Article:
‘The increase in emissions, at a time of ongoing economic downturn when you would expect a decrease in emissions, is particularly depressing. The failure of existing policy processes to achieve the necessary reductions underlines the need for a strong Climate Change Bill with binding targets, and a re-evaluation of the sustainability of Food Harvest 2020 using realistic figures,” Mr Lohan concluded.
9 October 2013: The Environmental Pillar reacts with dismay to the news that Ireland’s greenhouse gas emissions in 2012 increased by 1% from 2011, as evidenced by today’s report from the EPA. We call on the government to deliver a strong Climate Change Bill with binding targets, and to re-evaluate the sustainability of Food Harvest 2020 using realistic figures.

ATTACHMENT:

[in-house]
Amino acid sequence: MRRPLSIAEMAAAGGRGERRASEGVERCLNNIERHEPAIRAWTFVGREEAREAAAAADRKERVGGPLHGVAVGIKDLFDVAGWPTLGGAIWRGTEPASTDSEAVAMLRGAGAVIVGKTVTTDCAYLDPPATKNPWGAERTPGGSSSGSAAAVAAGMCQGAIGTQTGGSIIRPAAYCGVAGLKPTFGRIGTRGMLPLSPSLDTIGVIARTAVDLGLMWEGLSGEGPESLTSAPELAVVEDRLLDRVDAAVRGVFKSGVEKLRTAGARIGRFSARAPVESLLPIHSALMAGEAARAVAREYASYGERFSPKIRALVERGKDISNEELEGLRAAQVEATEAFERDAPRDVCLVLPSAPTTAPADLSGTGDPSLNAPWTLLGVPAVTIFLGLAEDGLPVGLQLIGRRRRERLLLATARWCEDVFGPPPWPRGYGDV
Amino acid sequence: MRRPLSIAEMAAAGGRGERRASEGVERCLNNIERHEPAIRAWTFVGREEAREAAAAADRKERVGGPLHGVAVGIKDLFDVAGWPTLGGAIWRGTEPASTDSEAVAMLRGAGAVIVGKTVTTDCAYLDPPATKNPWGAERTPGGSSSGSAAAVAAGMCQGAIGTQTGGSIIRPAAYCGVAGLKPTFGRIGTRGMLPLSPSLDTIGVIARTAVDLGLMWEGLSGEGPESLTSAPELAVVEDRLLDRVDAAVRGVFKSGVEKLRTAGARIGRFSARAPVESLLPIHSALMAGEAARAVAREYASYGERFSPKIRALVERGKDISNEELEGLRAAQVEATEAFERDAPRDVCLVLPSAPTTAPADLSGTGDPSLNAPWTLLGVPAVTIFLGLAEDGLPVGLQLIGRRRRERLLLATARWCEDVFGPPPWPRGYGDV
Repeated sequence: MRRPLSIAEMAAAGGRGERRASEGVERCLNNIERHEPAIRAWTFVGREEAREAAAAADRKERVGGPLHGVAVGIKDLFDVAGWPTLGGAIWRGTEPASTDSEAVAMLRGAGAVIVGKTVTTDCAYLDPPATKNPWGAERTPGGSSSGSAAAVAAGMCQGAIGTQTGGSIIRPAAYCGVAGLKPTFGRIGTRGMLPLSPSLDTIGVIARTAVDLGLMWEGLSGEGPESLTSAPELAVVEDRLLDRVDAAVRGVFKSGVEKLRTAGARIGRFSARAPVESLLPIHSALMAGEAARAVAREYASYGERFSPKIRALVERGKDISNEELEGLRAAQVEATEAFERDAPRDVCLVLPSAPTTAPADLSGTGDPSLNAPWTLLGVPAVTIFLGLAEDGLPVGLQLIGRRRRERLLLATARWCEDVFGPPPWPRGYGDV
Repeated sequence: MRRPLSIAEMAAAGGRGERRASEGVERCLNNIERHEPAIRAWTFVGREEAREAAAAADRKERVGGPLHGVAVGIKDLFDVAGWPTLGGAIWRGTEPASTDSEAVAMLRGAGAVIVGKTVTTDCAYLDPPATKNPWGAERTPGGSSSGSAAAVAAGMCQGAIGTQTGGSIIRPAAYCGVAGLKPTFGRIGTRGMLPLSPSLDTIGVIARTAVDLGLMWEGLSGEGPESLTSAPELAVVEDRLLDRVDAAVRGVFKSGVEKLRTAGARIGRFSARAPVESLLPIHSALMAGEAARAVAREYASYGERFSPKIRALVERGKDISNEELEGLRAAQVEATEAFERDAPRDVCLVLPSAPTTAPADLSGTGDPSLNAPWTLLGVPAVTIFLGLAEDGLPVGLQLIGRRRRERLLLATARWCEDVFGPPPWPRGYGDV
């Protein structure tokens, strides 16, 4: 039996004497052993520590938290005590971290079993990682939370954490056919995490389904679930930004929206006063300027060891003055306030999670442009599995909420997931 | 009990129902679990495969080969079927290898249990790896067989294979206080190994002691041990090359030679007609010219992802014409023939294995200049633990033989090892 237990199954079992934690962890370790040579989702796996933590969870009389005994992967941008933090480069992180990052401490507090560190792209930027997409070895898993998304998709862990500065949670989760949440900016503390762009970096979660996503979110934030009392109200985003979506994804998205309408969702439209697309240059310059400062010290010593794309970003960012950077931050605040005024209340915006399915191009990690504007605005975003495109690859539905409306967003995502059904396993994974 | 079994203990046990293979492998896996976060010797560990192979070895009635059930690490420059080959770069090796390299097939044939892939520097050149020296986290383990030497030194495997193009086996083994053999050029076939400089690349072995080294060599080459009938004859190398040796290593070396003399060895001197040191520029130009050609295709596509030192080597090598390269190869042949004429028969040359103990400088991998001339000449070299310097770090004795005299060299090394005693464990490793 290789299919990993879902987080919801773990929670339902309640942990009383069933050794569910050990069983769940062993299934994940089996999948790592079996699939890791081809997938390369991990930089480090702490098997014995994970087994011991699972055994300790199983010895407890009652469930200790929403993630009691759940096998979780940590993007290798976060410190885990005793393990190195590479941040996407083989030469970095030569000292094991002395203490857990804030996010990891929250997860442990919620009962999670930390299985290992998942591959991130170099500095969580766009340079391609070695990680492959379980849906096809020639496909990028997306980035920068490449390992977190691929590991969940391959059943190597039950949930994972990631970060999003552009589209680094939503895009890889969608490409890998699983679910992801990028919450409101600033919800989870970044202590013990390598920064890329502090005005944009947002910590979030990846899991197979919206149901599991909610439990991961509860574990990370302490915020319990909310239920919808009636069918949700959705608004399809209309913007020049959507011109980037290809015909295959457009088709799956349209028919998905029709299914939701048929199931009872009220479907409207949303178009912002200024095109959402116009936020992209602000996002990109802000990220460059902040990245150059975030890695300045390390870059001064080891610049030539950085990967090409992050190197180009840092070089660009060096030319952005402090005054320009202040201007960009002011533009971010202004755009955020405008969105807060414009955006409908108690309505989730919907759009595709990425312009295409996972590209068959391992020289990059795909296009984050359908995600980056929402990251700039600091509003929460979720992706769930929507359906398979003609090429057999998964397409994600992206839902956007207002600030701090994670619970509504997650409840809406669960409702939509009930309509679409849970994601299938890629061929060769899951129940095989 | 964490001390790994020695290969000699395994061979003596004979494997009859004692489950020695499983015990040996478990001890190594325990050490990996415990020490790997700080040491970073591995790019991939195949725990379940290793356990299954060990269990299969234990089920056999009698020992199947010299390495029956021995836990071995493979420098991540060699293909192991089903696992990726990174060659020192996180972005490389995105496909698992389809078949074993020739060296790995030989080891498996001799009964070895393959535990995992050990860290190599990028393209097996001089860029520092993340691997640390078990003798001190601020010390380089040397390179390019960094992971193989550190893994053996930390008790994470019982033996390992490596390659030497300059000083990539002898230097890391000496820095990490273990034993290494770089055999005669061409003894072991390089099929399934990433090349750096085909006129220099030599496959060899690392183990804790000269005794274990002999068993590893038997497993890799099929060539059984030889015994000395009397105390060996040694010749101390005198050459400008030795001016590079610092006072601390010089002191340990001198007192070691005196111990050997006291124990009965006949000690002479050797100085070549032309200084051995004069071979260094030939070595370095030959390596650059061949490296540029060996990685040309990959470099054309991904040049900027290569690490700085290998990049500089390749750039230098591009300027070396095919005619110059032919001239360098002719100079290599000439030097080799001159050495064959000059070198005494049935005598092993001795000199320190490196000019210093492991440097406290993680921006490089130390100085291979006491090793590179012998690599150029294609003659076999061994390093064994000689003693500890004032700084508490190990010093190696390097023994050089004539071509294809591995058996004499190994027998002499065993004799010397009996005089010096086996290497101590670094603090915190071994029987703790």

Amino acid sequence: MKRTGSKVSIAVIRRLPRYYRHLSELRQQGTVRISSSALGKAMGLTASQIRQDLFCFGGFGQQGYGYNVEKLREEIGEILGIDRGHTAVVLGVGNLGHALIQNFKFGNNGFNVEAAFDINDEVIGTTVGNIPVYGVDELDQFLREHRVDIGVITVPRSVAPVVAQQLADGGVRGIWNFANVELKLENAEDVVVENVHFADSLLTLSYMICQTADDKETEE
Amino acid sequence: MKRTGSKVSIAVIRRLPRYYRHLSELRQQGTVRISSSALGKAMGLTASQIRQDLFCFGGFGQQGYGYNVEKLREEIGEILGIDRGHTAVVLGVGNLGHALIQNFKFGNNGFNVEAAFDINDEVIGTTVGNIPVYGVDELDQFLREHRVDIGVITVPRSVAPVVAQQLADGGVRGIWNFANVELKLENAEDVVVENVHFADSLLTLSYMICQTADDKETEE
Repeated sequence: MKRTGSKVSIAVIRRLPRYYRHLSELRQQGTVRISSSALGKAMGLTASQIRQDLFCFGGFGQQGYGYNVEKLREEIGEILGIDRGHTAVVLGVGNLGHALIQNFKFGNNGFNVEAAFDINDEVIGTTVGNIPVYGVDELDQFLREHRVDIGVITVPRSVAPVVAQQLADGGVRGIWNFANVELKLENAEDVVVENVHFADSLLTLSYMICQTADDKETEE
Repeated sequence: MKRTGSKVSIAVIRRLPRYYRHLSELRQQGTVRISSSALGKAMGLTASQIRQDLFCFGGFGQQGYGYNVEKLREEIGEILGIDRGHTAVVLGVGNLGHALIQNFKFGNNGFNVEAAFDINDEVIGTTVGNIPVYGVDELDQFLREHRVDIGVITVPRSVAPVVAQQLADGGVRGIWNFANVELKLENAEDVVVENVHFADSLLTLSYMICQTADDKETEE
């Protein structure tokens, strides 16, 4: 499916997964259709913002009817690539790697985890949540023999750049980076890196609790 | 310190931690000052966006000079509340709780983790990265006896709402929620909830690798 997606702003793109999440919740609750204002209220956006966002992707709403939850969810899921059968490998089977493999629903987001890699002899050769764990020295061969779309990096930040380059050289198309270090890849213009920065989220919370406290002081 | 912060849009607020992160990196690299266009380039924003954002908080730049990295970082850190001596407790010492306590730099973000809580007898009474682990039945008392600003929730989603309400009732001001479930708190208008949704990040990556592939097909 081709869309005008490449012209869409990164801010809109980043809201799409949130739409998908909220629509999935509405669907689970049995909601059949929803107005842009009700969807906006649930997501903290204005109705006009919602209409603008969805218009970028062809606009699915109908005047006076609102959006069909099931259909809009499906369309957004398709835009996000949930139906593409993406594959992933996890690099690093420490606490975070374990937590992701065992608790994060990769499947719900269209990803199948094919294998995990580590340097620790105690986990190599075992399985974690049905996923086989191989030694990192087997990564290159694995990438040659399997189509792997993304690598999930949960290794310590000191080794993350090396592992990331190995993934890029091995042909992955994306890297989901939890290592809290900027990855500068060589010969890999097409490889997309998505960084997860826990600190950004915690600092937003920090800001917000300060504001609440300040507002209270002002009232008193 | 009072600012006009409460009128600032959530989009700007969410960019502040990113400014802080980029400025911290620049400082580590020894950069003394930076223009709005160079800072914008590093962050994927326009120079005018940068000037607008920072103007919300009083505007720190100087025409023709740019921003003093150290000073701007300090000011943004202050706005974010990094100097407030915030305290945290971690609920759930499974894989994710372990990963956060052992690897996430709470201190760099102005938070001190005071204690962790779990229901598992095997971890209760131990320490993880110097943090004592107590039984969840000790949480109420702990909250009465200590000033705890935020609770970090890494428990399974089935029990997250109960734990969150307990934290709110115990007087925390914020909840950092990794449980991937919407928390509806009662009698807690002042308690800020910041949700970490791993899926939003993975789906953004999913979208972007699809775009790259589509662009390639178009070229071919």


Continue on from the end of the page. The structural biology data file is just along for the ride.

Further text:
‘We now have a range of government policies that contradict each other: Food Harvest 2020, Our Sustainable Future, the National Energy Efficiency Action Plan and the Climate Change Bill,’ said Environmental Pillar spokesperson Cillian Lohan.
A major contributor to the increase in emissions was the increased use of coal and peat in electricity generation, up by a massive 27% and 16% respectively, as a result of low coal and carbon prices. Our use of renewables rose by merely 2%. Clearly the current carbon pricing model needs reform to discourage the use of these ‘dirty’ fuels.Agricultural emissions increased by 3% in line with expansion of the sector under Food Harvest 2020. ‘This highlights the lack of credibility of the claims made about the sustainability of Food Harvest 2020. The recent public consultation report examines the effects of implementing Food Harvest 2020 based on a model that predicts little or no increase in stocking rates – a completely unrealistic assumption,’ said Mr Lohan.
‘The impact of Food Harvest 2020 on climate change has not been accounted for, and needs to be urgently addressed so that agriculture is part of the solution to our crisis and not part of the problem,’ he continued.